What The Farm?!

If you read my blog posts last summer and fall, you’ll know about Rosa’s unfortunate condition, her sensitivity to green grass and the laminitis (inflamed feet) that result. Being “allergic” to your favourite food has got to be the crappiest of crappy deals going, but maybe some of you know about this if you’ve, for example, got a wheat sensitivity and just love cinnamon buns. Rosa’s not allergic to grass, per se, but she is sensitive to the sugars it contains, kind of like a diabetic.

You’ll also know from last year’s posts that Rosa spent three months in a dry pen, separated from the rest of the herd while her system settled and her feet stopped hurting. It was a long haul for her and all we could offer was our condolences across the fence.

Rosa in last summer’s private, dry pen.

This year, Rosa’s starting the season off in a smaller space, a paddock area with a long L-shaped track off the west side, to keep her moving without the excess grass. The goal: keep her weight down and her feet happy. Great idea, right? I thought so too until I found out who was going to be her track-mate. Me! I admit to not being the most svelte horse on the planet, but the fat pen!? (Sorry, Rosa. I know you don’t like it called that.)

Our new digs with track running off to the west.

I’ve been here at Almosta Ranch since 2004, seventeen years, and in those years I have always shared accommodations with Nevada, and he has always been my leader and mentor. I thought I wanted to be boss and have sometimes challenged Nevada’s authority, but I take it all back. I don’t want to be the leader! There’s too much pressure and responsibility!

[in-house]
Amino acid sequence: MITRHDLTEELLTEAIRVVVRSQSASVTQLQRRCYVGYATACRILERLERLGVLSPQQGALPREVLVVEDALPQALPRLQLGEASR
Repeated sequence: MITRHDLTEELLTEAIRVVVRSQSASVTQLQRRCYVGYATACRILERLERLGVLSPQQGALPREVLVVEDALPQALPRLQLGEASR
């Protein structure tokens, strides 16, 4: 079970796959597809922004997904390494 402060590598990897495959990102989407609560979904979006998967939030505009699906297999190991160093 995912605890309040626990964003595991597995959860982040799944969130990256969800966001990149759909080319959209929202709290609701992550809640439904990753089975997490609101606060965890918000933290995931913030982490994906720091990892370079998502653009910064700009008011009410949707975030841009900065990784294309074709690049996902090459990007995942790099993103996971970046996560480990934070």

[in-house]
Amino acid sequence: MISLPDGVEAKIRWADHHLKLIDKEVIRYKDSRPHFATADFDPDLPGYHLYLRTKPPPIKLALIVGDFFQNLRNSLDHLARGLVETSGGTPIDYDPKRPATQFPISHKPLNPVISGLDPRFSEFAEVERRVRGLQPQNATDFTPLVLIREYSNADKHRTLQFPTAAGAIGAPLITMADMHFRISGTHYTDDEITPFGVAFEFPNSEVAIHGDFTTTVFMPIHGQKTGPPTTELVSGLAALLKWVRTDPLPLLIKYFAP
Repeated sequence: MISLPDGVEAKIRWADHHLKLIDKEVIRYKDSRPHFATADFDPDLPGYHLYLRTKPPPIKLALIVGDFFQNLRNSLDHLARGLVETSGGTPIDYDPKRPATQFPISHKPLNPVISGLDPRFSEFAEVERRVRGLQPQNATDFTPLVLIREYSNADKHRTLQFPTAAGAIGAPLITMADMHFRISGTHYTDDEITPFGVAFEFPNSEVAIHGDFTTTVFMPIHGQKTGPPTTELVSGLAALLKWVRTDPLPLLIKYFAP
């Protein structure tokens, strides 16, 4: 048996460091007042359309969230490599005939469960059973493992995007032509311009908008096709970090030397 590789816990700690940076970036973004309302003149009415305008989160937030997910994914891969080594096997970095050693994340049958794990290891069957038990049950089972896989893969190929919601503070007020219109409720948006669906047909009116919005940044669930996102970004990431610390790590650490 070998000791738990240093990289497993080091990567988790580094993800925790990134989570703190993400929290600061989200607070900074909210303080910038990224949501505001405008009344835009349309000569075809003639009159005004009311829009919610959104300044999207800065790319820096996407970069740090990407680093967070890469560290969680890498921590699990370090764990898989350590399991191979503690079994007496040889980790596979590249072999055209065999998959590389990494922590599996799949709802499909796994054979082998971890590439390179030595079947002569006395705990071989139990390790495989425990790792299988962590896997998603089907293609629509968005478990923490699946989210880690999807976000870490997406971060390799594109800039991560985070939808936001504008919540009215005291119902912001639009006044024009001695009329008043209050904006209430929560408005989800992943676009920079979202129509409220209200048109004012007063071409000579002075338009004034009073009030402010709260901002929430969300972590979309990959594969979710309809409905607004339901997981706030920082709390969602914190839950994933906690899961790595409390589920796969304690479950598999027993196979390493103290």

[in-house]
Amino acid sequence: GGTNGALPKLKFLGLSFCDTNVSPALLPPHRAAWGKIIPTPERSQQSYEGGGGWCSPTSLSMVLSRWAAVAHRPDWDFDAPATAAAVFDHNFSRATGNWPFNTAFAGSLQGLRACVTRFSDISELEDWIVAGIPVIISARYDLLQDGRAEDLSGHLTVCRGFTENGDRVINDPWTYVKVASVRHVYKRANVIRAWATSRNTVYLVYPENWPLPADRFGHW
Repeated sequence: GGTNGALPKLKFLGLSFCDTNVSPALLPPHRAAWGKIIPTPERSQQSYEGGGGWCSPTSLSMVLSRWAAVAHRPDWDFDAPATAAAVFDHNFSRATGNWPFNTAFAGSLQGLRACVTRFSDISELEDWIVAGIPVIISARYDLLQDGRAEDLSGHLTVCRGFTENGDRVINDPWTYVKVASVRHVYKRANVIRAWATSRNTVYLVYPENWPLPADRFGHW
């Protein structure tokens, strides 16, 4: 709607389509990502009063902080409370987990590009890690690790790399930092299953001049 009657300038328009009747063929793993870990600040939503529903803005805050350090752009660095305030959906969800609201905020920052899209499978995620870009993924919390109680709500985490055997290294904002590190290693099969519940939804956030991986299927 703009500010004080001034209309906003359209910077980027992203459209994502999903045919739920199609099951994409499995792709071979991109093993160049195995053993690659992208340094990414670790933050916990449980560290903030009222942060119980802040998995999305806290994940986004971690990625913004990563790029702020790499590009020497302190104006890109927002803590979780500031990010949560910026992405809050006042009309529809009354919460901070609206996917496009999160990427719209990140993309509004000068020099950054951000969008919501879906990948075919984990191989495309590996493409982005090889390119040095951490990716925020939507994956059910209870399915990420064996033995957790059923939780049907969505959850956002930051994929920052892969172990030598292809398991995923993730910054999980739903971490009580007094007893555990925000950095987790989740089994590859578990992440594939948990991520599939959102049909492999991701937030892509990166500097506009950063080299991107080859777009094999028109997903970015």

Constant companions.

Our second night of separation, a storm was rolling in, and I wanted to be where I always am in bad weather, tucked into the south shelter right next to Nevada. But I couldn’t get there. I ran the quarter mile to the end of our track only to find the track didn’t loop around the pasture like it did last year but dead ended. I ran even faster on the way back, calling as I went. And do you know what my humans did? They stood and watched and might have even laughed a little. Why it was funny to watch me not get what I wanted and express myself accordingly is beyond my comprehension. (In their defense, they also gave me a treat, which did help to settle my rattled pony nerves.)

Where I want to be in bad weather.

It’s been four days and I’ve settled into the new digs somewhat, although I’m still enormously put out that Gidget gets yard-grazing privileges alongside Nevada. I’ve been here longer than her and am higher up in the herd. That should be me out there! But there I go getting all entitled and indignant again.